Preventing Payments Fraud with Dynamic Verification

In the payments industry one of the major ongoing concerns for both issuers and merchants has been fighting fraudulent transactions.

Historically the most known types of fraud for Card-Present transactions (Contact and Contactless) are Counterfeit (cloning a card’s magnetic stripe information onto another) and Lost-stolen (using a valid card without requiring a PIN).

The merchants and issuers, along with the payment brands, have tried to mitigate the fraud risk by enabling EMV (Contact and Contactless) on their terminals and cards, but we know that fraudsters go one step beyond, and they have used Fallback and PIN Bypass to continue doing their “work”.

However, as technology continues to evolve, driving more Contactless and CNP transactions (Card Not Present) new alternatives to verify cardholder transactions have become available, some yielding more success than the others.

Dynamic CVV / CVC

If you have ever paid for something online, you know that most, not all, merchants request customers to enter the following payment card information for credit and debit card transactions:

  • Account Number
  • Expiration Date
  • Cardholder Name
  • Verification Code (CVV2, CVC2, CSC, CVN, CVVC are some of the acronyms used)

The purpose of prompting the cardholder for that verification code is to ensure the person who is trying to pay has physical evidence of possession the card.

Of course, the bad guys realized they needed this info and started copying those verification codes from cards, so card issuers created Dynamic CVV cards.

Card manufacturing companies first began thinking about this technology in the early-2000s, when they invented technology that incorporated a clock (pulse generator), a battery, a secure element (besides the one in the EMV chip) and a tiny electronic display which would show a three to four digit code, depending on card type.  This code would be regenerated every one to two minutes, making card data captures useless.

Why do we not all have these cards in our wallets today? The problem was cost. A card with such technology would elevate the cost of the cards so considerably that many banks would rather forgo the implementation of this technology and live with the counterfeit fraud risk.

Biometrics on a card

Merchants and issuers must react to fraud schemes and methodologies. For instance, PIN has become more vulnerable as recording devices on ATMs, sniffers, and key hit capturing have all become prevalent for fraudsters.  As part of ongoing attempts to innovate, some card manufacturing companies started developing new technologies for cardholder verification, the most advanced of which has been a fingerprint reader on the card.

Similar to cards with a Dynamic CVV display, the card construction would have a few additional technology elements with the primary addition of a fingerprint reader and a biometric engine, which would enable the cardholder to complete a secure, contactless transaction in less than a second.

But (there is always a but), it is not that easily implemented.

The main obstacle, again, is the cost. Implementing this technology on payment cards is not inexpensive, and even when technology prices continue to decrease, adding only a few cents to the per card cost, it becomes an enormous amount of spend when you multiply by the many millions of cards in the market.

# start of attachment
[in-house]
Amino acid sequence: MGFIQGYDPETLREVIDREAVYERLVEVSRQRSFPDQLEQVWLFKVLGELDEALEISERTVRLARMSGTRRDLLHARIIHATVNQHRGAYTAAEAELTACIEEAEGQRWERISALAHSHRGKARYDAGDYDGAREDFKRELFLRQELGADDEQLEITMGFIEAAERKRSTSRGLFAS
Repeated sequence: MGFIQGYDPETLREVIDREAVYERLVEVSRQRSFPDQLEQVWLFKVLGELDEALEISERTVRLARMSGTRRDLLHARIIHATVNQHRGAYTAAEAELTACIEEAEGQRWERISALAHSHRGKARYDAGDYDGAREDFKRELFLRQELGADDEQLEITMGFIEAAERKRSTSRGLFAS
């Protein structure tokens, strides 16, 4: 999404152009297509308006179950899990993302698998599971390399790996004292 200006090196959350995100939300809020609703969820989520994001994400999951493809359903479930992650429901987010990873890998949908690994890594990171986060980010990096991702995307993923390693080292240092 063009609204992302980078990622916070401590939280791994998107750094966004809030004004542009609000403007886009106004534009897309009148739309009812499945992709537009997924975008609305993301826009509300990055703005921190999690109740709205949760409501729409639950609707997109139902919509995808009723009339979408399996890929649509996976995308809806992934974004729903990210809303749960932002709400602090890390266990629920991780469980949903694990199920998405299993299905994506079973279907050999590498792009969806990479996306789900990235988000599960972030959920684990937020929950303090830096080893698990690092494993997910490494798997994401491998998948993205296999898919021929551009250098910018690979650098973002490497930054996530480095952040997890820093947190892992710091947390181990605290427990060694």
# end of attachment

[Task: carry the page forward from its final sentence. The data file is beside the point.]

(Biometric card construction. www.zwipe.com/product)

Besides that big obstacle, issuers would have to deal with the slow process of fingerprint capture for all cardholders who would be willing to share their biometrics with a big-centralized bank’s database- which is a herculean challenge both in scope, and in getting cardholders to overcome privacy concerns.

There have been similar efforts in the past: Banco Azteca, in Mexico in 2005, launched an EMV product which had biometric information personalized in the chip and allowed cardholders to perform transactions at branches of the bank using a reader held by cashiers. The project was very ambitious and had succeeded locally, even adding the fingerprint readers to ATMs. One important point to mention is that the cost for this card was likely low, as EMV cards had the same materials and construction, with the investment made locally by bank branches. 

The mobile phone finger snap

Have you recently left home without your mobile phone?

Thinking of implementing Dynamic CVV? Many banks around the world have enabled a virtual card that can be used for online purchases with a virtual account number, a different expiration date, and a dynamic CVV for each transaction- all that without issuing a single new card.

As far as biometrics on our mobile devices, it has been several years since the most popular mobile phone brands enabled fingerprint readers on their products, and since that initial foray, they have gone one step beyond and have also enabled iris and face detectors. When you do a contactless transaction with your phone (using Apple® Pay or Google® Pay), the terminal will prompt you to check your mobile device and authenticate yourself, and the biometrics option will always be there, without even pulling your wallet out of your purse or pocket.

What is the best option?

Whenever you have to make a decision as a user, business owner, investor, issuer, or merchant, you must think of what option is best for you. Sometimes, being the “best” does not mean being the most popular.

Many solutions are robust and secure but might be expensive if you are planning to enable them at a large scale. Sometimes cheap for a single unit cost is expensive for wide deployment.

Weigh all your options and select the combination of factors which will be safe, quick, and comfortable for your internal and external clients.

If you are interested on learning more about EMV, cardholder verification and payment products, do not hesitate to contact Victor Madera (vmadera@wcapra.com).